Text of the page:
Charles Krauthammer argues that George W. Bush is like Truman, a president whose virtues and accomplishments will be better regarded by History than they were by his contemporary countrymen.
When I asked the president about his one unambiguous achievement, keeping us safe for seven years — about 6 1/2 years longer than anybody thought possible at the time of 9/11 — he was quick to credit both the soldiers keeping the enemy at bay abroad and the posse of law enforcement and intelligence officials hardening our defenses at home.
But he alluded also to some of the measures he had undertaken, including “listening in on the enemy” and “asking hardened killers about their plans.” The CIA has already told us that interrogation of high-value terrorists like Khalid Sheik Mohammed yielded more valuable intelligence than any other source. In talking about these measures, the president mentioned neither this testimony as to their efficacy nor the campaign of vilification against him that these measures occasioned. More equanimity still.
What the president did note with some pride, however, is that beyond preventing a second attack, he is bequeathing to his successor the kinds of powers and institutions the next president will need to prevent further attack and successfully prosecute the long war. And indeed, he does leave behind a Department of Homeland Security, reorganized intelligence services with newly developed capacities to share information, and a revised FISA regime that grants broader and modernized wiretapping authority.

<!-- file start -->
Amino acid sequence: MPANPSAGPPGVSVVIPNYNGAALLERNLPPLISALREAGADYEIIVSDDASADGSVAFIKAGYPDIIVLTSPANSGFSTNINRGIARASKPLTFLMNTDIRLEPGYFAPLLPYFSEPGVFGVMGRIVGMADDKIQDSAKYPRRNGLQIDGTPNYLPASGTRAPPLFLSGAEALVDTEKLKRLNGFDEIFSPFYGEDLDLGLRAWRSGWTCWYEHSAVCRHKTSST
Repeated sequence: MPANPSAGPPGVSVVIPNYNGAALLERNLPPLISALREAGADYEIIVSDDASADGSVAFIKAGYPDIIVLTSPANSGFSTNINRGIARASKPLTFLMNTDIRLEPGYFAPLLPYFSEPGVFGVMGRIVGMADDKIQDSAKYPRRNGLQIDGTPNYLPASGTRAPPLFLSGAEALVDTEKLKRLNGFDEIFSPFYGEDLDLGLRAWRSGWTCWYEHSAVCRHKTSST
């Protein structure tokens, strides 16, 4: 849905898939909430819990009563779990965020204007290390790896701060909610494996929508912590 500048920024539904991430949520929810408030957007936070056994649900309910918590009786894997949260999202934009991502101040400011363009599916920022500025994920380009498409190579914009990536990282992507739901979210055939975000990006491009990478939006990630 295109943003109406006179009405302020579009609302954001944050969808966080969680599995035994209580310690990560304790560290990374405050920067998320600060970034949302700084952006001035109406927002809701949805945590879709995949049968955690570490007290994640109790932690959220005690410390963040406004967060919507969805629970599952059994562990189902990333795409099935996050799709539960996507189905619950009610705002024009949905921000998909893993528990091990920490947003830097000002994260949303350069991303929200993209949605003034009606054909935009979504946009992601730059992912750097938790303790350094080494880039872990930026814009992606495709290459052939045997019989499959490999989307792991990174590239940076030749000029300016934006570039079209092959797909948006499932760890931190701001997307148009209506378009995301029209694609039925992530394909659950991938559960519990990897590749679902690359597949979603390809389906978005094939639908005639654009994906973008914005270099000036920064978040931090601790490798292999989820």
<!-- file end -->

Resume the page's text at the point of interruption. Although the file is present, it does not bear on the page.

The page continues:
In this respect, Bush is much like Truman, who developed the sinews of war for a new era (the Department of Defense, the CIA, the NSA), expanded the powers of the presidency, established a new doctrine for active intervention abroad, and ultimately engaged in a war (Korea) — also absent an attack on the U.S. — that proved highly unpopular.
So unpopular that Truman left office disparaged and highly out of favor. History has revised that verdict. I have little doubt that Bush will be the subject of a similar reconsideration.
I agree that Bush shares Truman’s modesty, courage, and absence of pretension, but I think following the Truman model of limited war, featuring burdens and sacrifices borne by few, absence of public involvement, lack of identification of the terms of victory, and wholesale failure to rebuke or even deter domestic treason, ought to be understood by now to represent a less than morally ideal gamble in real politik, one wagering the lives of patriotic Americans in the hope of attaining a low cost resolution of a security crisis.